Comments:
*1: When we covered this, most students could quickly see the
logarithm meant the number of zeros. One student recognized that
"log" meant a power of 10 and explained it to the class. Since we had
not done scientific notation yet, none noticed the relationship
between logarithms and scientific notation.
*2: Some students will say that log(50) does not make sense,
because there is no way to multiply 10s to get 50. However, they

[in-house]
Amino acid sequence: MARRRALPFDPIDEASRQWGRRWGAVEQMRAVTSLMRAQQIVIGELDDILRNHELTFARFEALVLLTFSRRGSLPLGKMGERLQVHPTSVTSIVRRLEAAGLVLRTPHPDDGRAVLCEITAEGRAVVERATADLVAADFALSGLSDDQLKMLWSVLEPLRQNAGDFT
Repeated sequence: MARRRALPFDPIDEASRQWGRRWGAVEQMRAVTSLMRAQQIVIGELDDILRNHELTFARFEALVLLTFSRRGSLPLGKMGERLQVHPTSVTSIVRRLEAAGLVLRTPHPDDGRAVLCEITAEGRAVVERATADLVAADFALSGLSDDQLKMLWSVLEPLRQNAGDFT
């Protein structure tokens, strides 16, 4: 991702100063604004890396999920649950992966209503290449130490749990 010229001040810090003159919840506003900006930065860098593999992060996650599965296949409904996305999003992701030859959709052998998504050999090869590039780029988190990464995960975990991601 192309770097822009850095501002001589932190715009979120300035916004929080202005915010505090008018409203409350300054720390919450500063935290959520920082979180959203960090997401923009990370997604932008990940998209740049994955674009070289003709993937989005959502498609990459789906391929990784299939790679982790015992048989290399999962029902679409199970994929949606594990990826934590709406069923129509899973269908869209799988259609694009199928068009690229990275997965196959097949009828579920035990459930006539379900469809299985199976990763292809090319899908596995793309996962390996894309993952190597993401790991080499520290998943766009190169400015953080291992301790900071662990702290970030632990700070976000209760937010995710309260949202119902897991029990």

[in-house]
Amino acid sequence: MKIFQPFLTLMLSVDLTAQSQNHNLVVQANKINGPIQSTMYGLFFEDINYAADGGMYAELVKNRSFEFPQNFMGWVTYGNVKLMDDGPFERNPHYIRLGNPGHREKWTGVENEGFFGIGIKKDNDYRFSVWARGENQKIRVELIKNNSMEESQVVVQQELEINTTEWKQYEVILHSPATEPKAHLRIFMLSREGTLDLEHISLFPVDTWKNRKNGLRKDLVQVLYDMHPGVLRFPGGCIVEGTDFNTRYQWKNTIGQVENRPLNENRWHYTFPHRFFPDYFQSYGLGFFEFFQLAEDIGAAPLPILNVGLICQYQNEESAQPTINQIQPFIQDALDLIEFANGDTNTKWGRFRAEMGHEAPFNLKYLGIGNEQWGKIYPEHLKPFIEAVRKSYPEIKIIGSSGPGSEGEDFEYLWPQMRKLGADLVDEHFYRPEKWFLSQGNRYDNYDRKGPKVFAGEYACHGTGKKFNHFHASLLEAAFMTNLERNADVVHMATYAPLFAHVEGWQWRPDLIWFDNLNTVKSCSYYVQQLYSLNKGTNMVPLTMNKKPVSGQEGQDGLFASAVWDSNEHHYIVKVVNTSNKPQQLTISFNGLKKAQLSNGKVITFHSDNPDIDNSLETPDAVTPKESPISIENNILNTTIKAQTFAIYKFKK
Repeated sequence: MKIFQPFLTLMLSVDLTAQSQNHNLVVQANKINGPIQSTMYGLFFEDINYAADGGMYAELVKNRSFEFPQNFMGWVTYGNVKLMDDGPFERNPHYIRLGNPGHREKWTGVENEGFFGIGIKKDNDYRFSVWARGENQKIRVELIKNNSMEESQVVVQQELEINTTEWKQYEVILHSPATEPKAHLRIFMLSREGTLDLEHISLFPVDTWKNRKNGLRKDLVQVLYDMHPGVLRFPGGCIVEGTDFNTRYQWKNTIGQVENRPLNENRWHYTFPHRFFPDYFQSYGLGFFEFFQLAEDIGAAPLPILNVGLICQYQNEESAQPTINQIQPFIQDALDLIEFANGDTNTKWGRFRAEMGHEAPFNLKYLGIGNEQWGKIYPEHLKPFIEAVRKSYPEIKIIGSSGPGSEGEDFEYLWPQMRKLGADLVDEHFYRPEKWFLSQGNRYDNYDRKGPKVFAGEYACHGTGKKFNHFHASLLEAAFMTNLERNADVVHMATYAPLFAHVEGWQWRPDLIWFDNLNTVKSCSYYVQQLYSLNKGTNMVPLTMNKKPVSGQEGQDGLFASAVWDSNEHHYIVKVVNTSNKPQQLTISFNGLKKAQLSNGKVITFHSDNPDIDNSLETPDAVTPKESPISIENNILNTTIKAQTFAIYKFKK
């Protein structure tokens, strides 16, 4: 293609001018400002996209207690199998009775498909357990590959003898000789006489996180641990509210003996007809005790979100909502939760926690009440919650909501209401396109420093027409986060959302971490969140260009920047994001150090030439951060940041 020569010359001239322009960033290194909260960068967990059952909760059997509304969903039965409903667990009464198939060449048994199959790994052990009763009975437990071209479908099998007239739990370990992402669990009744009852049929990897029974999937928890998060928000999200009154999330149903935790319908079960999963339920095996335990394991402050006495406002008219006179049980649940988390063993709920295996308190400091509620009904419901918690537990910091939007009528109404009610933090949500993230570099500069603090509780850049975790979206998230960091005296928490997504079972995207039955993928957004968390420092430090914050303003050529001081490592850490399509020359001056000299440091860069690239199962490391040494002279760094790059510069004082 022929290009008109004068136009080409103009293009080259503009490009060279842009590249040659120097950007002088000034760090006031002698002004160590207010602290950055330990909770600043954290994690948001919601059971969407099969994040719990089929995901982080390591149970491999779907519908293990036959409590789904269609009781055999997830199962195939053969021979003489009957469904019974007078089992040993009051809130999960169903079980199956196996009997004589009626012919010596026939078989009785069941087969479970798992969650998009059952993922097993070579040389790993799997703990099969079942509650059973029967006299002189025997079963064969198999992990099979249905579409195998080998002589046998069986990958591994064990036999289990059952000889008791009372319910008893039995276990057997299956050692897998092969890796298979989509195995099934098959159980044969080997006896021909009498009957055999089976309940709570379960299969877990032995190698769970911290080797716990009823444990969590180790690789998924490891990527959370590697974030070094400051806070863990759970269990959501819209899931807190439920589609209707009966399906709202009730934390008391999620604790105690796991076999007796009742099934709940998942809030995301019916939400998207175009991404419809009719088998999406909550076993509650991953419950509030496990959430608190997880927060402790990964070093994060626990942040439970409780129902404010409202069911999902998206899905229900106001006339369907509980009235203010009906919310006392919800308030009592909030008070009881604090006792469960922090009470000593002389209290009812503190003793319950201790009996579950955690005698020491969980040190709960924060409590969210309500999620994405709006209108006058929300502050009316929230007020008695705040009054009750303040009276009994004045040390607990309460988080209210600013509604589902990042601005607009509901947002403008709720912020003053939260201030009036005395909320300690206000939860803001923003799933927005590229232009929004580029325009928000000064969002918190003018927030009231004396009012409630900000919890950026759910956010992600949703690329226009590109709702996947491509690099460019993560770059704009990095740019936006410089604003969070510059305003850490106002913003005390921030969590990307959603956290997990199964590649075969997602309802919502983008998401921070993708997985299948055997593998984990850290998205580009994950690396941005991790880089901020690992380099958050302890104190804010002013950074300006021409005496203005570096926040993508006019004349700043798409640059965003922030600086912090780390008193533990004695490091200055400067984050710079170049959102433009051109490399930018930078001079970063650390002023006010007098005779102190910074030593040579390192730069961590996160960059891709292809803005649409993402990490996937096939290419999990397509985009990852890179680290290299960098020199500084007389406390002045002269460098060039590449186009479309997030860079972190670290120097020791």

should be able to see that: log(10) < log(50) < log(100).
Extension 1  Base 2:
Once students understand that log is the inverse of exponents [eg:
10^{3} = 1,000 is the same as: log(1,000) = 3], have them predict
values for log base 2. Use log base 10 to predict the value of the
variables.
 1 = log(10)
 2 = log(100)
 3 = log(1,000)

 1 = log_{2}(A)
 2 = log_{2}(B)
 3 = log_{2}(C)

Extension 3: Comparing logarithms to Scientific Notation
Have students compare the how logarithms represent large and small
numbers to how scientific notation represents extreme numbers: what
similarities and differences do they notice?
See how the Safety Index Chart
connects them.